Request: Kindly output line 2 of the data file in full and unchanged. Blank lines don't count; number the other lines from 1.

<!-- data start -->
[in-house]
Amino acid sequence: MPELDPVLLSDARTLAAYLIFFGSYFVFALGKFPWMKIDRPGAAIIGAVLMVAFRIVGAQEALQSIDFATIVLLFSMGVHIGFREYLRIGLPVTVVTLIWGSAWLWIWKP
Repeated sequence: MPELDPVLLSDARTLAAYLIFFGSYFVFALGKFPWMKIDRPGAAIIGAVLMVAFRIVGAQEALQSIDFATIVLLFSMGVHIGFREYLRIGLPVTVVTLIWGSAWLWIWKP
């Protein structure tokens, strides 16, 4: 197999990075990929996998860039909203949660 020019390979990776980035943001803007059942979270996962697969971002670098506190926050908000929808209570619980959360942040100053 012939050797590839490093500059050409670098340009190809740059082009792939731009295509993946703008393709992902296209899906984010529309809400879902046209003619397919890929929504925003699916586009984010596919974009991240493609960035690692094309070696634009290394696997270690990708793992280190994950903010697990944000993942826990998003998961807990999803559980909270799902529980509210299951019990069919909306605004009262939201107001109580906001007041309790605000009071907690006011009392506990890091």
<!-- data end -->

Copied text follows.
Amino acid sequence: MPELDPVLLSDARTLAAYLIFFGSYFVFALGKFPWMKIDRPGAAIIGAVLMVAFRIVGAQEALQSIDFATIVLLFSMGVHIGFREYLRIGLPVTVVTLIWGSAWLWIWKP